Watch: Saving Jewish Diaspora in Zionist Congress

Rabbi Abadie's list fights to get influence back from non-religious/non-Zionist groups, shaping the future of Jewish identity and Israel.

Eliran Aharon and Ari Yashar , | updated: 10:25 AM

Rabbi Elie Abadie
Rabbi Elie Abadie
Arutz Sheva

Rabbi Elie Abadie, the chairman of the World Sephardic Zionist Organization - Ohavei Zion, told Arutz Sheva about his group's campaign in the World Zionist Congress (WZC) elections and its efforts to protect the Jewish identity of the Diaspora and of Israel.

The rabbi, who was born in Beirut, Lebanon and grew up in Mexico City before going on to be the founding rabbi of the Edmond J. Safra Synagogue in New York, said "for many years the Sephardic community did not have a representation in the congress."

To counter that trend, Rabbi Abadie this year brought together a group of concerned Jews in founding Ohavei Zion.

Speaking about the reason he is seeking entry into the WZC, he noted that the body can influence policy in Israel, and also can determine the destination of massive funds both to Israel and from it.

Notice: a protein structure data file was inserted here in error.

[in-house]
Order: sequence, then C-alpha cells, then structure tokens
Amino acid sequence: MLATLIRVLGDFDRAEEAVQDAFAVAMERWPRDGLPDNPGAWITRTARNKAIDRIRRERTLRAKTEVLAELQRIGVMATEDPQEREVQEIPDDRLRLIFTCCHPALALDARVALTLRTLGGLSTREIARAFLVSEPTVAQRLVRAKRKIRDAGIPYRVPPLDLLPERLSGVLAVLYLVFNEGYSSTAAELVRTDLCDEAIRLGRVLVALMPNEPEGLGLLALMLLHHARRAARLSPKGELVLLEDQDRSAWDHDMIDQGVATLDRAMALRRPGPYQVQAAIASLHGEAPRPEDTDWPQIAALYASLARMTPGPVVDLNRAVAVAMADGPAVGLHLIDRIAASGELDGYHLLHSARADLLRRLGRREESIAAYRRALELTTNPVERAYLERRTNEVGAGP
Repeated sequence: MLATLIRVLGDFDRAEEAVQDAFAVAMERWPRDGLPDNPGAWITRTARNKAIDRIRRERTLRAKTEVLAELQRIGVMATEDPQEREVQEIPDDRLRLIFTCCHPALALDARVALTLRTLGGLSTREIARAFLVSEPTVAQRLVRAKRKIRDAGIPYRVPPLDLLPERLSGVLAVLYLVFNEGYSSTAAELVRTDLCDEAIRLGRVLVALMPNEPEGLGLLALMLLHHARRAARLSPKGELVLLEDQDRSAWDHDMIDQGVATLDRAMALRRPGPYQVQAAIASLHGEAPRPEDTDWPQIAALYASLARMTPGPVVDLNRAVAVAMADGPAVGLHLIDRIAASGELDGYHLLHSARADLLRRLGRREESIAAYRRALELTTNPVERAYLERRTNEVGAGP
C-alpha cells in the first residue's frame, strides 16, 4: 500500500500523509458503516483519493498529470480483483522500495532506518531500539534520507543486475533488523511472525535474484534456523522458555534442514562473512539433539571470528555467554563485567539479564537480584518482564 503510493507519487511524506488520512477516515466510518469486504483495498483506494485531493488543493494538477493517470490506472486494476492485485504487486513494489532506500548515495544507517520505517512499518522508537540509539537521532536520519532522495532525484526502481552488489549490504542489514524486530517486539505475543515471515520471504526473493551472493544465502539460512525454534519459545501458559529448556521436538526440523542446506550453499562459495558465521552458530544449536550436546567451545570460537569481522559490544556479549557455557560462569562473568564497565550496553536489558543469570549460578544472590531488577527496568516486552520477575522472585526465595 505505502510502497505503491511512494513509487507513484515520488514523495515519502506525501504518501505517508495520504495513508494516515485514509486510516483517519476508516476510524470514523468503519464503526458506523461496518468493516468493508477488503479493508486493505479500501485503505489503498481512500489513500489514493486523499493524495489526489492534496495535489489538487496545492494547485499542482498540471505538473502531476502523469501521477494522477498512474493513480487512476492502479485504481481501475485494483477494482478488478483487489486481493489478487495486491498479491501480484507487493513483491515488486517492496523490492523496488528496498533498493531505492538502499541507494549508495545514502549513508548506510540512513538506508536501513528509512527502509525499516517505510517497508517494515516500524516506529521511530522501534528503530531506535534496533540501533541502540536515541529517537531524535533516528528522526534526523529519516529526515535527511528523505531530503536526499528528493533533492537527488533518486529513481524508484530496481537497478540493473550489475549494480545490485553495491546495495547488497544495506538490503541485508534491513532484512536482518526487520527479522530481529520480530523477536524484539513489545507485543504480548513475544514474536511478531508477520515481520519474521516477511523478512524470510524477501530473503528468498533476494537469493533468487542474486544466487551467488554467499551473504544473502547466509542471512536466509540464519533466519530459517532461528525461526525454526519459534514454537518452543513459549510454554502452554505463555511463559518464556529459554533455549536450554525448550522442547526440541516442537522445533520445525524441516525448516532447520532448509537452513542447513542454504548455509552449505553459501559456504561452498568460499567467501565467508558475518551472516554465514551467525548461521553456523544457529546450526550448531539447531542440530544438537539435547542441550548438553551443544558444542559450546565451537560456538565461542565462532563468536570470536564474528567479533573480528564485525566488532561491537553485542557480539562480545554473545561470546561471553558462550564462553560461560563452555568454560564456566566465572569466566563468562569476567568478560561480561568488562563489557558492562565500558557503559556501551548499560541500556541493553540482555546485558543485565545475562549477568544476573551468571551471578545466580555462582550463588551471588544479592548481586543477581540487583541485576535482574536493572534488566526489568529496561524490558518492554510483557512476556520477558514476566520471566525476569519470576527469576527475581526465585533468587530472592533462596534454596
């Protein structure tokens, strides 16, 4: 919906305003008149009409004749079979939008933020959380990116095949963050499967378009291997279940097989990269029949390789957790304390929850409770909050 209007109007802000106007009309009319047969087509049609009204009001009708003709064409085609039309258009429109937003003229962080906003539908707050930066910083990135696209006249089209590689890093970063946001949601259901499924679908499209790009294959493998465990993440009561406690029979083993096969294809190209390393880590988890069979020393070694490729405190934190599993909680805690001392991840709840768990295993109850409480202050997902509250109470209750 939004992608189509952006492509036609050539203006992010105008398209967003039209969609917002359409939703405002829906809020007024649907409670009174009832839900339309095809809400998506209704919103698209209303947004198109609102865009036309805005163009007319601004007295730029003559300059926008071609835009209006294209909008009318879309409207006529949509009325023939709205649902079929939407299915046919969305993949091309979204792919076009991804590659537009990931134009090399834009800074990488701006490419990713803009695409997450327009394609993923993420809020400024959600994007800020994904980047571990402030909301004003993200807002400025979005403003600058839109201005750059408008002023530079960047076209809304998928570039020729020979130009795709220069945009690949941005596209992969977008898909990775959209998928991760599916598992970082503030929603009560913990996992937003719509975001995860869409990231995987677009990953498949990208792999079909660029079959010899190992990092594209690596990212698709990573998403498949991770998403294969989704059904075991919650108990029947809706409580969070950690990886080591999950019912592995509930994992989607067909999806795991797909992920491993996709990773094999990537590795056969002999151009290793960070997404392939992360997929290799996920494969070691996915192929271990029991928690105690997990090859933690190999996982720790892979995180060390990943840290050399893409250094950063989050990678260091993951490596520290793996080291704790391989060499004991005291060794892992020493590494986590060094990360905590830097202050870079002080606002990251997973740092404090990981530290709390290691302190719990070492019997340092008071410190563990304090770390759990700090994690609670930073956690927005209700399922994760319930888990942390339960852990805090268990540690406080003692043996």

WZC decides where its considerable funding is channeled to within Israel, he pointed out, adding that "for the first time Israel set aside hundreds of millions to distribute in the Diaspora for Jewish education and Jewish identity," funds which the WZC will direct in the US.

Confronted with assimilation, Rabbi Abadie called on Zionist Jews in America to participate in the elections "so that we can have a say in the future of the state of Israel as a Jewish state," and determine the distribution of funds supporting Jewish education.

Emphasizing the platforms of his slate, one of only two religious Zionist slates and the only Sephardi one, he noted "we believe in the sanctity of the land of Israel, we believe in Israel as a Jewish state," and setting aside money and resources for Jewish Zionist education.

Both Israel and the Diaspora are "at a crossroads," according to the rabbi, who noted that the Jewish state is facing pressure both from abroad and from anti-Zionist movements within the state that would like to see Israel "as a secular state or a state of its citizens."

Rabbi Abadie said that in the previous WZC elections five years ago, 80% of the delegates "were from groups that did not value our tradition, did not believe much in Torah values the way we know they are...(and) did not believe in the Zionist dream as the dream of the Jewish people, as a Jewish state."

We "must block them from majority of seats," he said, calling for a change in the make-up and focus of the World Zionist Congress.